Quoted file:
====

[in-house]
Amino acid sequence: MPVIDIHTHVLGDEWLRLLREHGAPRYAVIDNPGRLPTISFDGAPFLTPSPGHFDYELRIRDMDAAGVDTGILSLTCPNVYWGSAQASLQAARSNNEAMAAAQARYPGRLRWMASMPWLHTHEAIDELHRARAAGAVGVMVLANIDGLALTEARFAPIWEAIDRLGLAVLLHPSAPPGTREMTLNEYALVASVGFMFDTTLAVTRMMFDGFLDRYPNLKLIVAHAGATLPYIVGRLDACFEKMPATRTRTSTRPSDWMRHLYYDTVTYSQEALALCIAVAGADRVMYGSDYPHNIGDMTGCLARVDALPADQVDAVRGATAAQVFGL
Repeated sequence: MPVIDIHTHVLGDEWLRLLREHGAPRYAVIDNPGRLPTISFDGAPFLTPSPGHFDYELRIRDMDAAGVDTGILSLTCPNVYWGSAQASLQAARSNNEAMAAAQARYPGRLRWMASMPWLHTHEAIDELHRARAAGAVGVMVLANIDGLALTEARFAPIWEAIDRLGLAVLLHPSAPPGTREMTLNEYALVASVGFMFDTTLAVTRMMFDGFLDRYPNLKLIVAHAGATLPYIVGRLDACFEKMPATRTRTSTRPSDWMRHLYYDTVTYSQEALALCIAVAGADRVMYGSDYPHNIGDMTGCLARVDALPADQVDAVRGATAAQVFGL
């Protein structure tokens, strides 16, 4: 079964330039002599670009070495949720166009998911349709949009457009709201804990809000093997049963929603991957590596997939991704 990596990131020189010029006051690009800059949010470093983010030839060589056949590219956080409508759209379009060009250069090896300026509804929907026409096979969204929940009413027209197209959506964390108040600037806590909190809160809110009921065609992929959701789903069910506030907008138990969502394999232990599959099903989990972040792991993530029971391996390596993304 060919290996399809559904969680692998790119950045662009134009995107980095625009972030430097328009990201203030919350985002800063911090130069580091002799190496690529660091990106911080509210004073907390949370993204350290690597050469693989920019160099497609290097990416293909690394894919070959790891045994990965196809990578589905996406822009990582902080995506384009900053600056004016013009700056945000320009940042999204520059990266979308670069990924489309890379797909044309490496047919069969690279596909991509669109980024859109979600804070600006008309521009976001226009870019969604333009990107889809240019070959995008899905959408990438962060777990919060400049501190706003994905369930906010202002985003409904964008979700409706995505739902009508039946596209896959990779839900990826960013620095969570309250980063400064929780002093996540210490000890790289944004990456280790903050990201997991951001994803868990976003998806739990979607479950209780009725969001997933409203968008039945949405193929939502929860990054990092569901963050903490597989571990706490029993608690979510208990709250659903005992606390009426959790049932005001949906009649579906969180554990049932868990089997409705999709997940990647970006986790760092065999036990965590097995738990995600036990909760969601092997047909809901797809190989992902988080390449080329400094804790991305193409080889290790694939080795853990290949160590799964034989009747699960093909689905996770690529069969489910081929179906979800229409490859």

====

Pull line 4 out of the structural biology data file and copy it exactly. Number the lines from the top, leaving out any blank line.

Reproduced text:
């Protein structure tokens, strides 16, 4: 079964330039002599670009070495949720166009998911349709949009457009709201804990809000093997049963929603991957590596997939991704 990596990131020189010029006051690009800059949010470093983010030839060589056949590219956080409508759209379009060009250069090896300026509804929907026409096979969204929940009413027209197209959506964390108040600037806590909190809160809110009921065609992929959701789903069910506030907008138990969502394999232990599959099903989990972040792991993530029971391996390596993304 060919290996399809559904969680692998790119950045662009134009995107980095625009972030430097328009990201203030919350985002800063911090130069580091002799190496690529660091990106911080509210004073907390949370993204350290690597050469693989920019160099497609290097990416293909690394894919070959790891045994990965196809990578589905996406822009990582902080995506384009900053600056004016013009700056945000320009940042999204520059990266979308670069990924489309890379797909044309490496047919069969690279596909991509669109980024859109979600804070600006008309521009976001226009870019969604333009990107889809240019070959995008899905959408990438962060777990919060400049501190706003994905369930906010202002985003409904964008979700409706995505739902009508039946596209896959990779839900990826960013620095969570309250980063400064929780002093996540210490000890790289944004990456280790903050990201997991951001994803868990976003998806739990979607479950209780009725969001997933409203968008039945949405193929939502929860990054990092569901963050903490597989571990706490029993608690979510208990709250659903005992606390009426959790049932005001949906009649579906969180554990049932868990089997409705999709997940990647970006986790760092065999036990965590097995738990995600036990909760969601092997047909809901797809190989992902988080390449080329400094804790991305193409080889290790694939080795853990290949160590799964034989009747699960093909689905996770690529069969489910081929179906979800229409490859």